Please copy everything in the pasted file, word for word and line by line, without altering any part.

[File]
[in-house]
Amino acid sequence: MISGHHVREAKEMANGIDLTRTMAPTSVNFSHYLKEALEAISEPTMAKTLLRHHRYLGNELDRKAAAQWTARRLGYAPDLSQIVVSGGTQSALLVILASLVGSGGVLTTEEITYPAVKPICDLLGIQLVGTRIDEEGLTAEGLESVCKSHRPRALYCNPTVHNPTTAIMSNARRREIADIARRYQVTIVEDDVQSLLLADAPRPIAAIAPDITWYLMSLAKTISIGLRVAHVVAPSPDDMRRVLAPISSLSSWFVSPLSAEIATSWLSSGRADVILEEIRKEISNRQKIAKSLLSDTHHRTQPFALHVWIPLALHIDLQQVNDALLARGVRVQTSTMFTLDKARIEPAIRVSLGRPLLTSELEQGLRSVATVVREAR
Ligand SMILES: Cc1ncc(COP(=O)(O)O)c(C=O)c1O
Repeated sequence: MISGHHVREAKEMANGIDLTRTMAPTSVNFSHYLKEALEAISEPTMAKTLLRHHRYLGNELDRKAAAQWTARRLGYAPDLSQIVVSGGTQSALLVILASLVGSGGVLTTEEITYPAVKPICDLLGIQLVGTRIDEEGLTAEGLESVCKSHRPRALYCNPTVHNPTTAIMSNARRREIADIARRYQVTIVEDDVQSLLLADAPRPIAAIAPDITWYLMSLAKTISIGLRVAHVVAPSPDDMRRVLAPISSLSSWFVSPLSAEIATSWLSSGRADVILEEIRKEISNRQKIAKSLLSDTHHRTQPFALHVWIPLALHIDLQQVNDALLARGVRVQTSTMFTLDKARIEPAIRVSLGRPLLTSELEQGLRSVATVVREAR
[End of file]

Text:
[in-house]
Amino acid sequence: MISGHHVREAKEMANGIDLTRTMAPTSVNFSHYLKEALEAISEPTMAKTLLRHHRYLGNELDRKAAAQWTARRLGYAPDLSQIVVSGGTQSALLVILASLVGSGGVLTTEEITYPAVKPICDLLGIQLVGTRIDEEGLTAEGLESVCKSHRPRALYCNPTVHNPTTAIMSNARRREIADIARRYQVTIVEDDVQSLLLADAPRPIAAIAPDITWYLMSLAKTISIGLRVAHVVAPSPDDMRRVLAPISSLSSWFVSPLSAEIATSWLSSGRADVILEEIRKEISNRQKIAKSLLSDTHHRTQPFALHVWIPLALHIDLQQVNDALLARGVRVQTSTMFTLDKARIEPAIRVSLGRPLLTSELEQGLRSVATVVREAR
Ligand SMILES: Cc1ncc(COP(=O)(O)O)c(C=O)c1O
Repeated sequence: MISGHHVREAKEMANGIDLTRTMAPTSVNFSHYLKEALEAISEPTMAKTLLRHHRYLGNELDRKAAAQWTARRLGYAPDLSQIVVSGGTQSALLVILASLVGSGGVLTTEEITYPAVKPICDLLGIQLVGTRIDEEGLTAEGLESVCKSHRPRALYCNPTVHNPTTAIMSNARRREIADIARRYQVTIVEDDVQSLLLADAPRPIAAIAPDITWYLMSLAKTISIGLRVAHVVAPSPDDMRRVLAPISSLSSWFVSPLSAEIATSWLSSGRADVILEEIRKEISNRQKIAKSLLSDTHHRTQPFALHVWIPLALHIDLQQVNDALLARGVRVQTSTMFTLDKARIEPAIRVSLGRPLLTSELEQGLRSVATVVREAR